How to raise an exception on the version number of a module

How can you raise an exception when you import a module that is less or greater than a given value for its __version__?

There are a lot of different ways you could do it, but I feel like there must be some really simple way that eludes me at the moment. In this case the version number is of the format x.x.x


Asked by: Andrew868 | Posted: 06-10-2021






Answer 1

Python comes with this inbuilt as part of distutils. The module is called distutils.version and is able to compare several different version number formats.

from distutils.version import StrictVersion

print StrictVersion('1.2.2') > StrictVersion('1.2.1')

For way more information than you need, see the documentation:

>>> import distutils.version
>>> help(distutils.version)

Answered by: Blake274 | Posted: 07-11-2021



Answer 2

If you are talking about modules installed with easy_install, this is what you need

import pkg_resources
pkg_resources.require("TurboGears>=1.0.5")

this will raise an error if the installed module is of a lower version

Traceback (most recent call last):
  File "tempplg.py", line 2, in <module>
    pkg_resources.require("TurboGears>=1.0.5")
  File "/usr/lib/python2.5/site-packages/pkg_resources.py", line 626, in require
    needed = self.resolve(parse_requirements(requirements))
  File "/usr/lib/python2.5/site-packages/pkg_resources.py", line 528, in resolve
    raise VersionConflict(dist,req) # XXX put more info here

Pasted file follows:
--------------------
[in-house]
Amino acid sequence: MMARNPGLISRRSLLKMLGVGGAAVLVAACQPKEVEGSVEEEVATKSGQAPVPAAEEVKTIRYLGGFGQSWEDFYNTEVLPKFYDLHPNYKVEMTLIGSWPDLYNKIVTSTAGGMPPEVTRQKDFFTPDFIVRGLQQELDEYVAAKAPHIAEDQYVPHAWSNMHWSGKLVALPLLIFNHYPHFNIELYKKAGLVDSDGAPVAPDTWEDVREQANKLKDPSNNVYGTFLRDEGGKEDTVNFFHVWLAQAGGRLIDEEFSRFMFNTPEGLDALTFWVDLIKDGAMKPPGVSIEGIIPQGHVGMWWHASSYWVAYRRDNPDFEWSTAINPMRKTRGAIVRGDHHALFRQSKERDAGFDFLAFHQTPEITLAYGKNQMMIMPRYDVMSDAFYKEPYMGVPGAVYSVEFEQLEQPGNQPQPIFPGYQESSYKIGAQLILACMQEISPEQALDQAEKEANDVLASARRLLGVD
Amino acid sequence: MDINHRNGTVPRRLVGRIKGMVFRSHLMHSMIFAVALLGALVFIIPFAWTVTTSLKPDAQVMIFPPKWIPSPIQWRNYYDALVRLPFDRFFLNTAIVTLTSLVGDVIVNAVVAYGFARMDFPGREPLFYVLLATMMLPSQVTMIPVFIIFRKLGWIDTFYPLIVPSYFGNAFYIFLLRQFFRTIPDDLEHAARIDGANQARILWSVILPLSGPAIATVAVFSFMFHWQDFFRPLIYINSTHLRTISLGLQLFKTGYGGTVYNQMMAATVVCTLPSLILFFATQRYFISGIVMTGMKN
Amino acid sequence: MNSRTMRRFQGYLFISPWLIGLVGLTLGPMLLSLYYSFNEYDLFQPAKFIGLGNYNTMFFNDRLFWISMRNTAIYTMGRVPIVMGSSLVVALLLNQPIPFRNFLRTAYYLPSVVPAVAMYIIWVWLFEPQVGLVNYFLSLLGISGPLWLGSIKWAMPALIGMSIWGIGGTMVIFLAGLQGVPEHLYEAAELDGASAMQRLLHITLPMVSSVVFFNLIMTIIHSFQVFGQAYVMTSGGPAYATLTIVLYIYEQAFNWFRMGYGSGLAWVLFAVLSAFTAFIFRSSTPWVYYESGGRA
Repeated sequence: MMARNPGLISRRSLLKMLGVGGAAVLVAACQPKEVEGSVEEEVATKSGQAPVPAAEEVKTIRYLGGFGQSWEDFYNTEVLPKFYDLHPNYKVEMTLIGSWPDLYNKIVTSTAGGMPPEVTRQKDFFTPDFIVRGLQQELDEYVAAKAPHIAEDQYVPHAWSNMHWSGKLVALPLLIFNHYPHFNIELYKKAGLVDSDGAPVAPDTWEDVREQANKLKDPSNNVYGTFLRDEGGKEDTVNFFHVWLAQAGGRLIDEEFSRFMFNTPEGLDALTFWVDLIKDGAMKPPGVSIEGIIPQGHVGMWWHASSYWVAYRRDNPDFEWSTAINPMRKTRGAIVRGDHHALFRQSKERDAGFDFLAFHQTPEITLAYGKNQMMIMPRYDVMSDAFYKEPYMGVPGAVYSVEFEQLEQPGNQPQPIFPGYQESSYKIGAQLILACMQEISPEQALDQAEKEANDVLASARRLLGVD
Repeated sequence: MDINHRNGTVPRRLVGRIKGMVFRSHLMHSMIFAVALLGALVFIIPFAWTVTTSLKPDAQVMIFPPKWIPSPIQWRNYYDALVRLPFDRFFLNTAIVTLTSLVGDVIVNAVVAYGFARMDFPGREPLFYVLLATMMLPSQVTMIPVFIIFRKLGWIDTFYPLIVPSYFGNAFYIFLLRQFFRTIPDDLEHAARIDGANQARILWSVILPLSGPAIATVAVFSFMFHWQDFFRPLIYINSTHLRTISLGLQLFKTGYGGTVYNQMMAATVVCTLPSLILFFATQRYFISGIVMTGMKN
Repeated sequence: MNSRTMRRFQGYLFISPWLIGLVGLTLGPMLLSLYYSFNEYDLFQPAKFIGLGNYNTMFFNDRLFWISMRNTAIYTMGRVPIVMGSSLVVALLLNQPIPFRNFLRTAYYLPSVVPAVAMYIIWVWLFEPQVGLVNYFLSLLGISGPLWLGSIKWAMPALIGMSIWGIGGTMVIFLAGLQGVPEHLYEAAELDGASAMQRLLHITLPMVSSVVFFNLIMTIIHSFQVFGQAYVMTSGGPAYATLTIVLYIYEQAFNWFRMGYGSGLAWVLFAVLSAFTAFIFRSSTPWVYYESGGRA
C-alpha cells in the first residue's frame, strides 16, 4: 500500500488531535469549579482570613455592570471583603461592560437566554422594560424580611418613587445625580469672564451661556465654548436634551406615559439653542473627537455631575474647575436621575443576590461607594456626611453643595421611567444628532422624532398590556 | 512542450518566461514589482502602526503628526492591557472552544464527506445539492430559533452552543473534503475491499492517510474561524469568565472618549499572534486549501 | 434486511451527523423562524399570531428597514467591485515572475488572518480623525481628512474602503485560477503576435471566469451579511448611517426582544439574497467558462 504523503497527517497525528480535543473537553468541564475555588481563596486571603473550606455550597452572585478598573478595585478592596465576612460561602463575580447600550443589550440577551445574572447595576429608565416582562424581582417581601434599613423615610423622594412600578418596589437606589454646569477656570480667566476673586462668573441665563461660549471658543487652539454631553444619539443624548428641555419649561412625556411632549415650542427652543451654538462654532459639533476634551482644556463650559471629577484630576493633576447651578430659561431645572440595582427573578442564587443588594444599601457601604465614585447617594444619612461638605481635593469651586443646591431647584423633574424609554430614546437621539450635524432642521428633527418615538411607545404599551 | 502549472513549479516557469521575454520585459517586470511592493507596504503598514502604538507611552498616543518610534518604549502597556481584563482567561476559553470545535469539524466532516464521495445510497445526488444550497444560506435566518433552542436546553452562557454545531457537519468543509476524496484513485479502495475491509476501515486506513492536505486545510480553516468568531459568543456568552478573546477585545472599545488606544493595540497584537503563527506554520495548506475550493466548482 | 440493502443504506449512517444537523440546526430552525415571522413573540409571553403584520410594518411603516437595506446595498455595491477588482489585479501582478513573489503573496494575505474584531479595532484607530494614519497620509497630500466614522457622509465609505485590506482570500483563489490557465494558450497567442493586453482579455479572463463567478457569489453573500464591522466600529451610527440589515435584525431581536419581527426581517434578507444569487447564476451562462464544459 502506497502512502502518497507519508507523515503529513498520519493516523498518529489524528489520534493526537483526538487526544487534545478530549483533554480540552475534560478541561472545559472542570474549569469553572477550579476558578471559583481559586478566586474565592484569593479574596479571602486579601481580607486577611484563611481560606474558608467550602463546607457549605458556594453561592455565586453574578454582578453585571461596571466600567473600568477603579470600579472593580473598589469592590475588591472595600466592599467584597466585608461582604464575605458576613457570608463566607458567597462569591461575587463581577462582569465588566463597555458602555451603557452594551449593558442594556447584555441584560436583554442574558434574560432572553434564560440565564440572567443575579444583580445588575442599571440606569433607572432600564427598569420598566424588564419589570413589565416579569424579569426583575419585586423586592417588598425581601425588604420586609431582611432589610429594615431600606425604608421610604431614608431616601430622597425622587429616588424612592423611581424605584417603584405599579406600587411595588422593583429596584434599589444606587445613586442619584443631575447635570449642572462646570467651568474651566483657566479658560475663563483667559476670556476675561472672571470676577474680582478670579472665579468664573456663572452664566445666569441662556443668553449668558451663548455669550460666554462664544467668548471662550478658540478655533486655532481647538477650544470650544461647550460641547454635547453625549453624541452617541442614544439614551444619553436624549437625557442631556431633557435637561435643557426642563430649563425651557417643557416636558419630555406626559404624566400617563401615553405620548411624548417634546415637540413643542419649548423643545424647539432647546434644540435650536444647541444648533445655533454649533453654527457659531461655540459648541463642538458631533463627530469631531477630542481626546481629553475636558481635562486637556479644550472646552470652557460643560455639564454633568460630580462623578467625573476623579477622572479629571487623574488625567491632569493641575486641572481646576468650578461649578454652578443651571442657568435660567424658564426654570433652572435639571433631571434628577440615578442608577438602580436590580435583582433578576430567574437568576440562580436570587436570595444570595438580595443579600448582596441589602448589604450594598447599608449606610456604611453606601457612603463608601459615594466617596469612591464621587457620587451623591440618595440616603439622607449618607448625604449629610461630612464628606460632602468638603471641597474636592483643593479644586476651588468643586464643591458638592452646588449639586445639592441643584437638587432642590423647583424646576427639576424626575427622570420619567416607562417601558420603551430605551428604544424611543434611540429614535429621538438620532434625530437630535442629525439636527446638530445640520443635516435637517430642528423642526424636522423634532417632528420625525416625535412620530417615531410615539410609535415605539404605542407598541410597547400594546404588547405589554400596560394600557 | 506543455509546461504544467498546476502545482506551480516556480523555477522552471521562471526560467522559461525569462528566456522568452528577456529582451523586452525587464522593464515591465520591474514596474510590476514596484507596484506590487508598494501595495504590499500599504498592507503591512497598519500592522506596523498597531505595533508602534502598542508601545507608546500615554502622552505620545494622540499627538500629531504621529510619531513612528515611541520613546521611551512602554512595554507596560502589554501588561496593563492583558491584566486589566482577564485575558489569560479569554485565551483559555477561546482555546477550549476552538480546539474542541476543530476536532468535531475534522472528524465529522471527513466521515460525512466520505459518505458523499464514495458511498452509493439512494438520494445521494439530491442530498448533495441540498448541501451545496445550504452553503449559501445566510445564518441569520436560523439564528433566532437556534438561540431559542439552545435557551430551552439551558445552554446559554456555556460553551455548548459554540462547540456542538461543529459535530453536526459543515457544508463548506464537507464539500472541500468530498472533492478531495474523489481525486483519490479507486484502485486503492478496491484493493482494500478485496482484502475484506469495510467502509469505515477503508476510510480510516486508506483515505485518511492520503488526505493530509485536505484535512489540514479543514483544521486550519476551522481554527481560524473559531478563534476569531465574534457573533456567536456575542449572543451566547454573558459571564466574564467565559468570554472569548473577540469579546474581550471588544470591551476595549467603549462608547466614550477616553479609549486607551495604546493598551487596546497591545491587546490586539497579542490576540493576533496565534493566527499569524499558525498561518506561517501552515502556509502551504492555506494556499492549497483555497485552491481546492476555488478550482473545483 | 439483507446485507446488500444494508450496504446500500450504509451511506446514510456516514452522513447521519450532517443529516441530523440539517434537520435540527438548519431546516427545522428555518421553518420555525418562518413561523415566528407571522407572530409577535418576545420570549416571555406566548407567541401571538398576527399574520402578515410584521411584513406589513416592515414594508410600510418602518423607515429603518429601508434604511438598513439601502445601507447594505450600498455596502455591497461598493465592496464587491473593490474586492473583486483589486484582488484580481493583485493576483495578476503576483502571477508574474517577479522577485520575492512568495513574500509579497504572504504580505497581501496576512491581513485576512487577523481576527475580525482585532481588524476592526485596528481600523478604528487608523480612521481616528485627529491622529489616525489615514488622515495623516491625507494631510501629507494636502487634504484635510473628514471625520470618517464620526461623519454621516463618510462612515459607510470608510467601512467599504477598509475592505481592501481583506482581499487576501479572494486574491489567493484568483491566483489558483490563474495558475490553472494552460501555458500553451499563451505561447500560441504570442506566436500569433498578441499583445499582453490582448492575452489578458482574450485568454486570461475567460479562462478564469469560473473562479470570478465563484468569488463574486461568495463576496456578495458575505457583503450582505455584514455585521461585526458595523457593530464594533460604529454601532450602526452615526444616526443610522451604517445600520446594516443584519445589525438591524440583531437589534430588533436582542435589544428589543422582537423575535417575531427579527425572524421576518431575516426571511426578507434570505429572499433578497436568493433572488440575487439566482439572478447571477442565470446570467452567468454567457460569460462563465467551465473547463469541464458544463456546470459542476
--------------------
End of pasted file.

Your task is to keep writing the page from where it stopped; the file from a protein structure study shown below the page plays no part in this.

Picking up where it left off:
pkg_resources.VersionConflict: (TurboGears 1.0.4.4 (/usr/lib/python2.5/site-packages/TurboGears-1.0.4.4-py2.5.egg), Requirement.parse('TurboGears>=1.0.5'))

Answered by: Alina612 | Posted: 07-11-2021



Answer 3

Like this?

assert tuple(map(int,module.__version__.split("."))) >= (1,2), "Module not version 1.2.x"

This is wordy, but works pretty well.

Also, look into pip, which provides more advanced functionality.

Answered by: Arnold154 | Posted: 07-11-2021



Answer 4

You should be using setuptools:

It allows you to lock the dependancies of an application, so even if multiple versions of an egg or package exist on a system only the right one will ever be used.

This is a better way of working: Rather than fail if the wrong version of a dependancy is present it is better to ensure that the right version is present.

Setuptools provides an installer which guarantees that everything required to run the application is present at install-time. It also gives you the means to select which of the many versions of a package which may be present on your PC is the one that gets loaded when you issue an import statement.

Answered by: Clark822 | Posted: 07-11-2021



Answer 5

If you know the exact formatting of the version string a plain comparison will work:

>>> "1.2.2" > "1.2.1"
True

This will only work if each part of the version is in the single digits, though:

>>> "1.2.2" > "1.2.10" # Bug!
True

Answered by: Roman211 | Posted: 07-11-2021



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